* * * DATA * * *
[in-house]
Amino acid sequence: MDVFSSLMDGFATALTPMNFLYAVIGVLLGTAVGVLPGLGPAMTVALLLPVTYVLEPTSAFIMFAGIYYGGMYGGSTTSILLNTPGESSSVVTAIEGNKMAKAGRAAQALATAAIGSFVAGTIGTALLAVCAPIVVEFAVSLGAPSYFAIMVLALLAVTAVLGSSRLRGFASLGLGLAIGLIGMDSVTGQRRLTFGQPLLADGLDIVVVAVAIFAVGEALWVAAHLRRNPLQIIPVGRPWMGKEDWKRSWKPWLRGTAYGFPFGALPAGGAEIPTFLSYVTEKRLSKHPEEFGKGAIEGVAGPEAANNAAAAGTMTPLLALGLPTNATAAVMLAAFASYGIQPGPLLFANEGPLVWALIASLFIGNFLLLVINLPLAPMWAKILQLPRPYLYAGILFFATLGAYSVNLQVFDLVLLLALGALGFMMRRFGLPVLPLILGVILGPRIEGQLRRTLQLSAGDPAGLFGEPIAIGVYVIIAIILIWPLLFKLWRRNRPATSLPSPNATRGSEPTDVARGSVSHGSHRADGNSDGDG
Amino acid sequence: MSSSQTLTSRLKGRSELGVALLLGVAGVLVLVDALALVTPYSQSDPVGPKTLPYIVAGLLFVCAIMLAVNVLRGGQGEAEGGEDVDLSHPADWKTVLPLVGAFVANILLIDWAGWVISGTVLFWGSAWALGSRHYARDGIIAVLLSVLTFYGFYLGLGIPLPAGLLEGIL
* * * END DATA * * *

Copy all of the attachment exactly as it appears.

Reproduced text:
[in-house]
Amino acid sequence: MDVFSSLMDGFATALTPMNFLYAVIGVLLGTAVGVLPGLGPAMTVALLLPVTYVLEPTSAFIMFAGIYYGGMYGGSTTSILLNTPGESSSVVTAIEGNKMAKAGRAAQALATAAIGSFVAGTIGTALLAVCAPIVVEFAVSLGAPSYFAIMVLALLAVTAVLGSSRLRGFASLGLGLAIGLIGMDSVTGQRRLTFGQPLLADGLDIVVVAVAIFAVGEALWVAAHLRRNPLQIIPVGRPWMGKEDWKRSWKPWLRGTAYGFPFGALPAGGAEIPTFLSYVTEKRLSKHPEEFGKGAIEGVAGPEAANNAAAAGTMTPLLALGLPTNATAAVMLAAFASYGIQPGPLLFANEGPLVWALIASLFIGNFLLLVINLPLAPMWAKILQLPRPYLYAGILFFATLGAYSVNLQVFDLVLLLALGALGFMMRRFGLPVLPLILGVILGPRIEGQLRRTLQLSAGDPAGLFGEPIAIGVYVIIAIILIWPLLFKLWRRNRPATSLPSPNATRGSEPTDVARGSVSHGSHRADGNSDGDG
Amino acid sequence: MSSSQTLTSRLKGRSELGVALLLGVAGVLVLVDALALVTPYSQSDPVGPKTLPYIVAGLLFVCAIMLAVNVLRGGQGEAEGGEDVDLSHPADWKTVLPLVGAFVANILLIDWAGWVISGTVLFWGSAWALGSRHYARDGIIAVLLSVLTFYGFYLGLGIPLPAGLLEGIL